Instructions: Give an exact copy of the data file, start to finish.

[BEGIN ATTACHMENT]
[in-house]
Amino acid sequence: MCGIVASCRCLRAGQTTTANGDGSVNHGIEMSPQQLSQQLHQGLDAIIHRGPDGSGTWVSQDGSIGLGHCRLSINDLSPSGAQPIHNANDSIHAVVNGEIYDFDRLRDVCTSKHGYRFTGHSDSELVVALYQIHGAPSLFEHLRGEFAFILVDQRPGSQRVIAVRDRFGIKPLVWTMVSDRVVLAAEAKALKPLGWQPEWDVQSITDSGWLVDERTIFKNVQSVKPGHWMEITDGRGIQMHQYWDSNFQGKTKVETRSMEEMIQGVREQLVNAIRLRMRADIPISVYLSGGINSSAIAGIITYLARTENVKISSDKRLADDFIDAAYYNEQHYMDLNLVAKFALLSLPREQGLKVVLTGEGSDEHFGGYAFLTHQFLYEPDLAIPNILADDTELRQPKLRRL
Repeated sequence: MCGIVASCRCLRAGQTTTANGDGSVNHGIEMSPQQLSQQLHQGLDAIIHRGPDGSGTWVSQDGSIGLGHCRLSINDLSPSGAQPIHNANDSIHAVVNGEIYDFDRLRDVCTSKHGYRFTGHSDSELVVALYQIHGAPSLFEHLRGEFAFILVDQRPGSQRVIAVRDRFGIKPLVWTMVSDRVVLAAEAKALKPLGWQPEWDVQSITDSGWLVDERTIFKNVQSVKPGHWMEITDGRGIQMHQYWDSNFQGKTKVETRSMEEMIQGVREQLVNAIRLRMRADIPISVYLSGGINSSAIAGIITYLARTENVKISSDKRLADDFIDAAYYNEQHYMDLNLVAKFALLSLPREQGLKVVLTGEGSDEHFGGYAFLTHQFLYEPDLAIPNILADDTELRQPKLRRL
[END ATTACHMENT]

[in-house]
Amino acid sequence: MCGIVASCRCLRAGQTTTANGDGSVNHGIEMSPQQLSQQLHQGLDAIIHRGPDGSGTWVSQDGSIGLGHCRLSINDLSPSGAQPIHNANDSIHAVVNGEIYDFDRLRDVCTSKHGYRFTGHSDSELVVALYQIHGAPSLFEHLRGEFAFILVDQRPGSQRVIAVRDRFGIKPLVWTMVSDRVVLAAEAKALKPLGWQPEWDVQSITDSGWLVDERTIFKNVQSVKPGHWMEITDGRGIQMHQYWDSNFQGKTKVETRSMEEMIQGVREQLVNAIRLRMRADIPISVYLSGGINSSAIAGIITYLARTENVKISSDKRLADDFIDAAYYNEQHYMDLNLVAKFALLSLPREQGLKVVLTGEGSDEHFGGYAFLTHQFLYEPDLAIPNILADDTELRQPKLRRL
Repeated sequence: MCGIVASCRCLRAGQTTTANGDGSVNHGIEMSPQQLSQQLHQGLDAIIHRGPDGSGTWVSQDGSIGLGHCRLSINDLSPSGAQPIHNANDSIHAVVNGEIYDFDRLRDVCTSKHGYRFTGHSDSELVVALYQIHGAPSLFEHLRGEFAFILVDQRPGSQRVIAVRDRFGIKPLVWTMVSDRVVLAAEAKALKPLGWQPEWDVQSITDSGWLVDERTIFKNVQSVKPGHWMEITDGRGIQMHQYWDSNFQGKTKVETRSMEEMIQGVREQLVNAIRLRMRADIPISVYLSGGINSSAIAGIITYLARTENVKISSDKRLADDFIDAAYYNEQHYMDLNLVAKFALLSLPREQGLKVVLTGEGSDEHFGGYAFLTHQFLYEPDLAIPNILADDTELRQPKLRRL